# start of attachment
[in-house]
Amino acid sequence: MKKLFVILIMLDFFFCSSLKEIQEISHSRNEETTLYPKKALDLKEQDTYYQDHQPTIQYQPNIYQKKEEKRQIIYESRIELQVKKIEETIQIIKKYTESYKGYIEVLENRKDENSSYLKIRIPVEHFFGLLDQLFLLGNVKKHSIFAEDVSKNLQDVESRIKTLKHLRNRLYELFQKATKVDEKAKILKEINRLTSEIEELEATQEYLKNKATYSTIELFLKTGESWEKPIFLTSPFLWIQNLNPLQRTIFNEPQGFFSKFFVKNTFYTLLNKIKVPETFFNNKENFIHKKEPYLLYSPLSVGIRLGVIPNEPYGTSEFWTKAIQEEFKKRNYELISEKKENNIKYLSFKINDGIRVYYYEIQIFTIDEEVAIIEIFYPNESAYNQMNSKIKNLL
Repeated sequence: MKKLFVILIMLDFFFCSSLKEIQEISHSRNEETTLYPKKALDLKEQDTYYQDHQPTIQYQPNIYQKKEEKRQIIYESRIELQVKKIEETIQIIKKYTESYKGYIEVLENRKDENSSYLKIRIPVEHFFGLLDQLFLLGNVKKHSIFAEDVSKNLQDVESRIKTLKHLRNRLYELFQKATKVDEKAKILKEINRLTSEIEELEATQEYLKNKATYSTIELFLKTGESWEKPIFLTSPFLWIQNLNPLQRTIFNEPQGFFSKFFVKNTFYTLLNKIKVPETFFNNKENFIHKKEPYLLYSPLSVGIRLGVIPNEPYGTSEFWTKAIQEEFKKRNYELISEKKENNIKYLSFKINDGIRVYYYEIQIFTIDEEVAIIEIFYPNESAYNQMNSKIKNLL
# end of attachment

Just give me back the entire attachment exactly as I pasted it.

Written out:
[in-house]
Amino acid sequence: MKKLFVILIMLDFFFCSSLKEIQEISHSRNEETTLYPKKALDLKEQDTYYQDHQPTIQYQPNIYQKKEEKRQIIYESRIELQVKKIEETIQIIKKYTESYKGYIEVLENRKDENSSYLKIRIPVEHFFGLLDQLFLLGNVKKHSIFAEDVSKNLQDVESRIKTLKHLRNRLYELFQKATKVDEKAKILKEINRLTSEIEELEATQEYLKNKATYSTIELFLKTGESWEKPIFLTSPFLWIQNLNPLQRTIFNEPQGFFSKFFVKNTFYTLLNKIKVPETFFNNKENFIHKKEPYLLYSPLSVGIRLGVIPNEPYGTSEFWTKAIQEEFKKRNYELISEKKENNIKYLSFKINDGIRVYYYEIQIFTIDEEVAIIEIFYPNESAYNQMNSKIKNLL
Repeated sequence: MKKLFVILIMLDFFFCSSLKEIQEISHSRNEETTLYPKKALDLKEQDTYYQDHQPTIQYQPNIYQKKEEKRQIIYESRIELQVKKIEETIQIIKKYTESYKGYIEVLENRKDENSSYLKIRIPVEHFFGLLDQLFLLGNVKKHSIFAEDVSKNLQDVESRIKTLKHLRNRLYELFQKATKVDEKAKILKEINRLTSEIEELEATQEYLKNKATYSTIELFLKTGESWEKPIFLTSPFLWIQNLNPLQRTIFNEPQGFFSKFFVKNTFYTLLNKIKVPETFFNNKENFIHKKEPYLLYSPLSVGIRLGVIPNEPYGTSEFWTKAIQEEFKKRNYELISEKKENNIKYLSFKINDGIRVYYYEIQIFTIDEEVAIIEIFYPNESAYNQMNSKIKNLL